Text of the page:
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Showing posts from November, 2018

The Universe decides...

For a number of years now, instead of a fixed (or no) seating plan for my classroom, I've been using visibly random grouping (PDF) .  I have an Excel spreadsheet ( link ) that takes my class list and randomly assigns them to a 4-seater table (2 tables that seat two students). I project it at the beginning of class as they walk in.  And I use 5 plastic covered letters to randomly place the groups inside the space. Now, my classroom has one fixed projector and the rest of the room is either whiteboard or window -- both vertical surfaces are used to write on, and the tables have been explicitly purchased so that the surfaces are write-able. So while we do a lot of work seated they will also go to the whiteboards individually or in pairs (the table seating decide the pairs). While the pedagogical reasons for using visibly random grouping are laid out in the attached article above, I bring it up because of what happened the other day.  Someone else had used my room for a discussion

This is a Test... this is only a test...

This post wouldn't have been possible without Eric in our IT Dept -- he fixed a network setting that prevented us from using TakeATest last year... so a huge shout-out to him (he's likely relieved because I've been pestering him for the past couple of years!) Built into Windows10 (right from its initial release!) is the option to TakeATest -- a way to lock down the device to a single web address.  It shuts them out from any program or content on their device and restricts them to whatever webpage you direct them to -- the only way to exit is to CTRL-ALT-DELETE back to the login screen.  They can't do screen captures, can't open up other pages, print, etc. In most cases, this has been used to lock down the device and have the student take a Microsoft Forms based assessment ( how? click here ) -- the student clicks on the link to the Form and they answer the questions, typically multiple choice, short answer, sorting (all automatically graded) and long answer (not a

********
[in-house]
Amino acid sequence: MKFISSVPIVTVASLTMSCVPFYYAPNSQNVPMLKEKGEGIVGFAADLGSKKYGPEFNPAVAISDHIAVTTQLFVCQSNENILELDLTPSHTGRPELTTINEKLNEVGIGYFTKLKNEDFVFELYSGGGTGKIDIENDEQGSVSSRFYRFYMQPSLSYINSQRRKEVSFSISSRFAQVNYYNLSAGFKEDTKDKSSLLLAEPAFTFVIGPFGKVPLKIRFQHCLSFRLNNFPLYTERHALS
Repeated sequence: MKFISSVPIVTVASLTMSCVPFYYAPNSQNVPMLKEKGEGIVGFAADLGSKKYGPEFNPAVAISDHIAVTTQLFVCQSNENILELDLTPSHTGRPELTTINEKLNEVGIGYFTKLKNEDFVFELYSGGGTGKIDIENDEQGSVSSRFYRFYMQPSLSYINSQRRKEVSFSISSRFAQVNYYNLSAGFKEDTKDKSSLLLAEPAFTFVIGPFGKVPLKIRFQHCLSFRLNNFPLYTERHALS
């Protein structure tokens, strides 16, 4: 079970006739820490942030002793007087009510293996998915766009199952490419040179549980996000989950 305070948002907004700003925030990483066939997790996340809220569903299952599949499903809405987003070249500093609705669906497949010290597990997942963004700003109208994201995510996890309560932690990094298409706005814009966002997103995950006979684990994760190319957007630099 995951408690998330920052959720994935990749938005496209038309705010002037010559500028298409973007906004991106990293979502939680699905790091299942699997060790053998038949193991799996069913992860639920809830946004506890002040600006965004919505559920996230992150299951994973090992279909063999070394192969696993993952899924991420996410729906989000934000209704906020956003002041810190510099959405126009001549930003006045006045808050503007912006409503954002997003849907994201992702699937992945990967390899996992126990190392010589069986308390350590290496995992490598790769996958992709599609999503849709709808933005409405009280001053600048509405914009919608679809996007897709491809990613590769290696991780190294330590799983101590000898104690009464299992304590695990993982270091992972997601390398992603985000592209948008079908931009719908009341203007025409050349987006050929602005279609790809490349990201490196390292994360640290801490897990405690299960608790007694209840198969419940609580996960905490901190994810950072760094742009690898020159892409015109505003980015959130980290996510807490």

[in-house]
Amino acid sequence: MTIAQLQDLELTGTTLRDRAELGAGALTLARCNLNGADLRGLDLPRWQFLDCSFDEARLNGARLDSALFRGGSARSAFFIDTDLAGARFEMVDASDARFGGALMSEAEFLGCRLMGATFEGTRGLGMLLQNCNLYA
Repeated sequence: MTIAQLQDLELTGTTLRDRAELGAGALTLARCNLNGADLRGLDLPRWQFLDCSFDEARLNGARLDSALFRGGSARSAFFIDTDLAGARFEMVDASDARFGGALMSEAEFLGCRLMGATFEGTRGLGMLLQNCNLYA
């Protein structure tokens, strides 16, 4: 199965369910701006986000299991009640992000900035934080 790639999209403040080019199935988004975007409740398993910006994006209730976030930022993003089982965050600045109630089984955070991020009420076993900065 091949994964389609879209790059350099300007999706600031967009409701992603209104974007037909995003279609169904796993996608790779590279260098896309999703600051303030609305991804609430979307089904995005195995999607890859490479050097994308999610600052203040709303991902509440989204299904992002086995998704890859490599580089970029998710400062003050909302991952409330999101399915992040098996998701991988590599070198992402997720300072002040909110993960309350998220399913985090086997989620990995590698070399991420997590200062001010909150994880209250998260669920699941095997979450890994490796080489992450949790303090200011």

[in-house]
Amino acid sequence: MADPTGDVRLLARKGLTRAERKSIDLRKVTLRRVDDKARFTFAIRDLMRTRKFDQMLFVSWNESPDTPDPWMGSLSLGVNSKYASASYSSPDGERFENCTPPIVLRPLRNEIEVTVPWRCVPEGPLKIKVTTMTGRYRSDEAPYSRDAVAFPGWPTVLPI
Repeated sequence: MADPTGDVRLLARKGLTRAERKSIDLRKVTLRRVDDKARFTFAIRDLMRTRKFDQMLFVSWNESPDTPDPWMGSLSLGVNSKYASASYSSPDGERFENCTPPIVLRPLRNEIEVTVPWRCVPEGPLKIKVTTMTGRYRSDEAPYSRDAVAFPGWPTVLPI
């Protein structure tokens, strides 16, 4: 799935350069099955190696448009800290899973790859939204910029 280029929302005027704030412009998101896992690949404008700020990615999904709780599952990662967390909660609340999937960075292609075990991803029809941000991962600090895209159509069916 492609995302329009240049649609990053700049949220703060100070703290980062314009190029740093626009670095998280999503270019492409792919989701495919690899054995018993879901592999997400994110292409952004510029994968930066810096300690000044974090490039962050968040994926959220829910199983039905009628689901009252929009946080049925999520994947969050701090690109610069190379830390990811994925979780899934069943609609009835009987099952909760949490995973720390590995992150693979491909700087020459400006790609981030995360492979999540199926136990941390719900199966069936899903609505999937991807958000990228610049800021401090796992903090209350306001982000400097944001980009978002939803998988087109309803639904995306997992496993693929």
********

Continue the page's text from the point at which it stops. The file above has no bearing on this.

Post It Notes go universal

Microsoft recently began rolling out an update to their Post-It Note software, which they call StickyNotes - now at version 3.  You can get it in the Microsoft Store here .  For the sake of clarity, I'll continue to refer to them as Post-It Notes -- they're like Kleenex. What's nice now is that the Notes now sync between devices that are tied to the same Microsoft/Office365 account.  So my school laptop, my home desktop and my phone can now access all the same notes all the time. (I did use my personal Microsoft Account rather than my O365 account because I use them for personal reminders and not just academic ones.) The application is as simple and colourful as you'd expect.  You click the + sign to get a new note. You'll briefly see a little check mark as the note gets synced to the cloud.  There are some basic formatting ( bold , italic , underline , list ... and strike-out for when you get things done!).  And you can change the colour of the note by clic